NASA delayed the launch of its colossal next-generation Space Launch System (SLS) rocket, as an engine bleed issue forced the agency to scrub its plans.
The launch director halted the Artemis I launch attempt at approximately 8:34AM ET. SLS is a key component of NASA’s Artemis program, which aims to send humans back to the Moon by 2025. The massive rocket will carry the Orion crew capsule, which aims to carry its first astronauts in 2024.
“Launch controllers were continuing to evaluate why a bleed test to get the RS-25 engines on the bottom of the core stage to the proper temperature range for liftoff was not successful, and ran out of time in the two-hour launch window,” the agency said in a blog post.
The SLS was set to take off at approximately 8:33AM ET but was scrubbed after NASA determined it could not successfully launch. NASA scientists determined that engine number three could not reach the appropriate temperature range to allow for a launch. The rocket remains in “stable, safe condition,” the agency said.
NASA first reported the engine issue at 6:33AM ET:
While liquid oxygen loading into the interim cryogenic propulsion stage continues and core stage tanks continue to be replenished with propellants, engineers are troubleshooting an issue conditioning one of the RS-25 engines (engine 3) on the bottom of the core stage. Launch controllers condition the engines by increasing pressure on the core stage tanks to bleed some of the cryogenic propellant to the engines to get them to the proper temperature range to start them. Engine 3 is not properly being conditioned through the bleed process, and engineers are troubleshooting.
The next attempt is scheduled for Friday, September 2nd, at approximately 12:48PM ET. If that launch is successful, the mission will last 39 days, with Orion splashing down in the ocean on October 11th. If it doesn’t launch then, a third launch window will open on Monday, September 5th.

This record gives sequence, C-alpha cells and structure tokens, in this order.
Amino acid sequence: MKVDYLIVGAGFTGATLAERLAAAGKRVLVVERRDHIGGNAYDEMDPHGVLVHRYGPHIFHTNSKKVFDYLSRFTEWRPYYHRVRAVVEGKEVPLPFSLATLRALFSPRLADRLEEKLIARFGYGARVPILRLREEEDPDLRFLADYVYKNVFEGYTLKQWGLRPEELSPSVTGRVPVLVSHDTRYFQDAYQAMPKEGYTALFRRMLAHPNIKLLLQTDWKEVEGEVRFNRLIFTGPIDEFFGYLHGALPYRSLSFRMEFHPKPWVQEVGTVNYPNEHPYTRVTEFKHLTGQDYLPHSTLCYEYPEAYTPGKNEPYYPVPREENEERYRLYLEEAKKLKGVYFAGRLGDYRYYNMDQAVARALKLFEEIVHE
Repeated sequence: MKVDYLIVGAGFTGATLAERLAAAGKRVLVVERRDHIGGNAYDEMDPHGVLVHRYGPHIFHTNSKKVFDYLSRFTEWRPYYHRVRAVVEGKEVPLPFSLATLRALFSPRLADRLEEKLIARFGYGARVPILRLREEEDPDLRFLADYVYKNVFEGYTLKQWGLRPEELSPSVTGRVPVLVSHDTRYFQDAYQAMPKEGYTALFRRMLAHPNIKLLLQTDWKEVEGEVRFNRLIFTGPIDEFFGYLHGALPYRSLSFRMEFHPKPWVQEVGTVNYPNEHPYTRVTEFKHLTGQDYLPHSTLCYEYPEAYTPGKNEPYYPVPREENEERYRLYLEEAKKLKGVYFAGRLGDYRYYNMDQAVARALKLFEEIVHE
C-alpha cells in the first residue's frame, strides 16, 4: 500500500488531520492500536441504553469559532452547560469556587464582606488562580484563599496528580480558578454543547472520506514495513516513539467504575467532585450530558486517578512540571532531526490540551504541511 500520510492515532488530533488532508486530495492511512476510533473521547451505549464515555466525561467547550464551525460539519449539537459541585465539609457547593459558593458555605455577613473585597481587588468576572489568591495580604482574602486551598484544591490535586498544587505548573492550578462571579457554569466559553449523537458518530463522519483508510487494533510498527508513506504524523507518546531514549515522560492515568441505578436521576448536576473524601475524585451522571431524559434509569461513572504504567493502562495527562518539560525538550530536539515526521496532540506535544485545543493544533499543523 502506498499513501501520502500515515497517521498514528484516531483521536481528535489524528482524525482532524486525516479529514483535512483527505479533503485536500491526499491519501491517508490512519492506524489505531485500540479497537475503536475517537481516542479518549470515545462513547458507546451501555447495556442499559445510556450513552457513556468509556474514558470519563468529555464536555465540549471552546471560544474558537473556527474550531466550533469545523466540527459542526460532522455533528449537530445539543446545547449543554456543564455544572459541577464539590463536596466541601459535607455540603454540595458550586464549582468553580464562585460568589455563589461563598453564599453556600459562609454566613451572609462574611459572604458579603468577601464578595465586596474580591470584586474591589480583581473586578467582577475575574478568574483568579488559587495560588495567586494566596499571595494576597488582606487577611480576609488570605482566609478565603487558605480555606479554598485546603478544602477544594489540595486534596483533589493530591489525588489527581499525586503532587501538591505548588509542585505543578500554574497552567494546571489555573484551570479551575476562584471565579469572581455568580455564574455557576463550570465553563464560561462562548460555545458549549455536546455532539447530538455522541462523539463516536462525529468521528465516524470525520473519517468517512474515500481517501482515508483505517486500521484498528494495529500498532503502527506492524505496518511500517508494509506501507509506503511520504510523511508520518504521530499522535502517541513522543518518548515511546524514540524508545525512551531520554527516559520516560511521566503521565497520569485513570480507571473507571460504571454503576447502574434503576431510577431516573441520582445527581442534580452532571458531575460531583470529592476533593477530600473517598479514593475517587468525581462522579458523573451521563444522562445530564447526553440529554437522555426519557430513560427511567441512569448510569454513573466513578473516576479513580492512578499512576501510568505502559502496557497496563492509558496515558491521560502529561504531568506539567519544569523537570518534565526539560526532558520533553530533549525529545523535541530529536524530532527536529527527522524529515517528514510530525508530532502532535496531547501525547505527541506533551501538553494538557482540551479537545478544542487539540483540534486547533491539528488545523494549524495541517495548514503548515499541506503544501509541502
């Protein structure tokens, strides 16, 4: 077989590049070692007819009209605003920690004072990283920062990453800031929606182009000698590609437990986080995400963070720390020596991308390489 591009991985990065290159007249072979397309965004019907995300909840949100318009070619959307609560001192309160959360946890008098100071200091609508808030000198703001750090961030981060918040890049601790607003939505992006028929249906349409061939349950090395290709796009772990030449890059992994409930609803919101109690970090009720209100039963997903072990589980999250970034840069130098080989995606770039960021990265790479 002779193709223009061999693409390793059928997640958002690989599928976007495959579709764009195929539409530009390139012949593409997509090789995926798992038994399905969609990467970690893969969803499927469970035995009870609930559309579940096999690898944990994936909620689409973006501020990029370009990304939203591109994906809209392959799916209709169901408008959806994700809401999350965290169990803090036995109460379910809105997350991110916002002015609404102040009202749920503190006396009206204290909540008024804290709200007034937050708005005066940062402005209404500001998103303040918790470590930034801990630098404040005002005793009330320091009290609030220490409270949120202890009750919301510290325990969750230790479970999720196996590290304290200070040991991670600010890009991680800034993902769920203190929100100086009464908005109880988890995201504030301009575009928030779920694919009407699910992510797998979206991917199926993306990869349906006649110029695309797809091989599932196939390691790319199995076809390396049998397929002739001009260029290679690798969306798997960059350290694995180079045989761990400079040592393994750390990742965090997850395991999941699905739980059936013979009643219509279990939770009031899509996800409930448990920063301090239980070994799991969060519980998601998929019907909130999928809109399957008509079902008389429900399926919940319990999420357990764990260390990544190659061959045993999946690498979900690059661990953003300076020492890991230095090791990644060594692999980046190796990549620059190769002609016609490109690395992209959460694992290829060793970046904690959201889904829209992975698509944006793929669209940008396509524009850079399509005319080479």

NASA controllers are keeping the rocket in its current state as they continue to gather data about this issue. It’s unclear what that means for the rocket before the agency attempts the next launch.
If all three launch dates prove unsuccessful, NASA will face an undesirable situation. Teams must fully test the flight termination system, which is used to destroy the rocket if something goes catastrophically wrong during the launch, before launch, and that work can only be done inside the Vehicle Assembly Building (VAB) at NASA’s Kennedy Space Center.
Once the SLS is rolled out from the VAB, there is a 20-day time limit for the flight termination system before it has to be tested again. That means the rocket has to launch within 20 days of its rollout, or it must be returned to the VAB so that the flight termination system can get checked out again. That testing takes time, so if SLS is forced to come back to the VAB after rolling out in August, chances are it wouldn’t be ready to fly until late October.
When and if NASA is able to successfully launch, the next noteworthy flight is set for 2024, when the agency has said it will send a crew of astronauts around the Moon and back without landing. Then, in 2025, NASA plans to launch the first crewed Moon landings since the Apollo 17 mission in 1972. This landing will include the first woman to walk on the Moon.
One of the main goals of this flight is testing Orion’s heat shield, which will have to endure temperatures of 2,800 degrees Celsius as it enters Earth’s atmosphere.
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